jcking's picture
jcking

After reading a section of Shirley Corriher's book Cookwise she claims adding certain spices can boost yeast activity. Add 1/4 tsp of ground cinnamon to your starter, see what happens and let me know.


Jim

coveloyo's picture
coveloyo

cinnamic aldehyde Is the compound in cinnamon that inhibits the growth of yeast. I have read that other spices, such as cardamon, maybe ginger, might excite yeast or stimulate it. But I don't think cinnamon would be a great idea. Does anyone have another idea on this? Thanks.

jcking's picture
jcking

It may depend on the type of yeast? I haven't tried it.


Jim

jcking's picture
jcking

Josh


From Shirley Corriher; Cinnamon and cloves contain chemical compounds known as cinnamic aldehyde and eugenol, respectively, which act as preservatives by inhibiting mold growth and aflatoxin production. But they are also detrimental to yeast growth. Use of these spices,as well as nutmeg and allspice, in the dough itself should be limited to amounts below about 1/4 teaspoon per cup of flour.


Are you using a banneton?


Jim

indiesicle's picture
indiesicle

Yes. I use two round, cane banneton baskets.



I had a semi-sucessful bake yesterday almost by accident. I went through the normal routine and baked one and put the other in the fridge. The first was terrible but the one I retarded (18 hrs-I had forgotten about it) turned out almost right. It had nice oven spring and decent crumb.



My only problem with everything is that there should be a way to match the author’s results by his same method if followed correctly in sequence. Even though it's more of a suggestion it should be doable. The only real goals given in the book to achieve are: starter doubles in 4 hrs, when leaven has risen by 20% or when it passes the float test which I always achieve easily. But these don’t seem to matter much because they don’t translate into a 20 - 30% rise during bulk fermentation at 80 degrees or any rise at final proof (for me at least). That’s what's so frustrating. I seem to meet the requirements until I reach the bulk fermentation stage.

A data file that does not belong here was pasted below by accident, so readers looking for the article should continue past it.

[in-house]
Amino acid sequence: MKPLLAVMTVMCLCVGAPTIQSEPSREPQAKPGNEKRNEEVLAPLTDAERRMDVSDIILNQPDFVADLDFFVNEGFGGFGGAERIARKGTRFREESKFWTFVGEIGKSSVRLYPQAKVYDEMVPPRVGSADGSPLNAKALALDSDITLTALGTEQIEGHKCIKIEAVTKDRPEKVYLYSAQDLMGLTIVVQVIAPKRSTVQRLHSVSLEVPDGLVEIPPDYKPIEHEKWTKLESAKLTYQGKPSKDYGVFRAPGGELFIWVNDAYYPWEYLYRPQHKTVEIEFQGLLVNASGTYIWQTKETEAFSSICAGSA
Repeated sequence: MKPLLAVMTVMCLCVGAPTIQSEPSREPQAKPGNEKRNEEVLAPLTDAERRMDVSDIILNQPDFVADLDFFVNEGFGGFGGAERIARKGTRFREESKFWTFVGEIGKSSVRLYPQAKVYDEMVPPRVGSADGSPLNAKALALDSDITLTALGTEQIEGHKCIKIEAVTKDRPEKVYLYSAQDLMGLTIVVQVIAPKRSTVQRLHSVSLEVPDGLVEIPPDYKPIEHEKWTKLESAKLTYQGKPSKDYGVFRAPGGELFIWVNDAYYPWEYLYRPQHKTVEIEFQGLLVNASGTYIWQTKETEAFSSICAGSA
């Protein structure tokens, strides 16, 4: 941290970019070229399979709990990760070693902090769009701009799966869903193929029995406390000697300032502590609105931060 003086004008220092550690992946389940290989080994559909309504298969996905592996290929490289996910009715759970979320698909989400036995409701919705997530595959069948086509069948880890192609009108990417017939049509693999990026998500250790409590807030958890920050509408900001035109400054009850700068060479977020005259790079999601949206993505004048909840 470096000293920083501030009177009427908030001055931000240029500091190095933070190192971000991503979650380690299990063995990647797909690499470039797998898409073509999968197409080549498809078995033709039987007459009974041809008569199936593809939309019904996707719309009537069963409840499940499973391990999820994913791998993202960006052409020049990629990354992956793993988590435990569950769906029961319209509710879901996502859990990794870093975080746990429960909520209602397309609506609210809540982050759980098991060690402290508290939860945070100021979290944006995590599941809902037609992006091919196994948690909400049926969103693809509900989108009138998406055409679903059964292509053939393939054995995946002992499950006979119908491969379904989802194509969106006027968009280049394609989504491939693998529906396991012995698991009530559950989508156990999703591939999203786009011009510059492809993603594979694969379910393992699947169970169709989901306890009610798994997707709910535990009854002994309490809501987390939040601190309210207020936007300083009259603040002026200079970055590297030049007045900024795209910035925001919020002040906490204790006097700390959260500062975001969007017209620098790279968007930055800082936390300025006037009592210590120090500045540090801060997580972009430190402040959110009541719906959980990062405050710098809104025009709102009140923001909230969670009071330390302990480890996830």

This is why I go back to my starter and leaven thinking they're the problem but they pass all the aforementioned tests laid out by the book so what could it be? I just keep re-reading the text hoping for that one 'ah-ha' moment but I just haven't had that yet so I'll keep trying.



I have a leaven going right now which I built from my starter that had doubled in around 3.5 hrs. I waited until 7 hrs when it had started to deflate and used 20g mature starter for the build (200g 50/50 flour, 200g 78F water). I will keep you posted.

indiesicle's picture
indiesicle

5 hours into the leaven build. Status: Temp 65F on the nose, hasn't risen at all! Will check back in at the 8 hour mark.

indiesicle's picture
indiesicle

I forgot to update but here goes..... 8.5 hours in my leaven had risen 20%, passed the float test, and smelled and looked great so I mixed the dough. It felt right this time. I did the bulk fermentation for about 4 hours and it seemed to be a bit airy so I shaped and put them in the fridge overnight. Baked in the a.m. 10 hours after shaping and got the flattest, most dense ones yet. Zero oven spring and terrible crumb. Ugggg!!!

jcking's picture
jcking

How cold is the fridge?


Jim

indiesicle's picture
indiesicle

I checked it with my instant read and it was 37F. I think that's a bit cold.

jcking's picture
jcking

Bulk ferment for 2 hours, shape, 2 hour proof, place in frig overnite, out of frig in am for 2 hours then bake.


Jim

indiesicle's picture
indiesicle

I will try that tommorrow. I'll do the leaven build in the a.m. and then try your suggestion. I'll take some photos to post.


Thanks again Jim,


-Josh

jcking's picture
jcking

You go, tiger!

jcking's picture
jcking

Have you tried typing Tartine starter in the search box here?


Jim

indiesicle's picture
indiesicle

Yes. Many times. Seems a few people have the same problem but a lot don't. I couldn't really find anyone's account that went from starter to bread by the book though. But I certainly could have missed it. I'll keep looking and thanks again for the replies.

jcking's picture
jcking

You sound like me. I get very stubborn when things don't go as planned and dig and dig, and experiment. I gotta put my hand in the flame to prove it's hot. Like Churchill said, Never, never, never give up. :)


Jim

jcking's picture
jcking

There's also the possibility that the bacteria are good and strong, yet the yeast are not. Dough can be risen with bacteria and the gas that they produce, but won't rise as high. With the better success of the over- fridged dough I would try to let it fridge for 3 days and see what happens.


Jim

indiesicle's picture
indiesicle

That's kinda the way I was leaning the more I have read on the subject. I guess I have great bacteria but not much yeast. Does just refrigerating the starter help build the yeast or should I feed everyday and refrigerate?


Thanks,


-Josh

jcking's picture
jcking

Guess I wasn't clear, I meant the dough. But you could try the starter too. I fridge my chef after it has risen, but mine is 75% hydro. I think your's may be higher. Like I said I'm not familar with the Tartine type.


Jim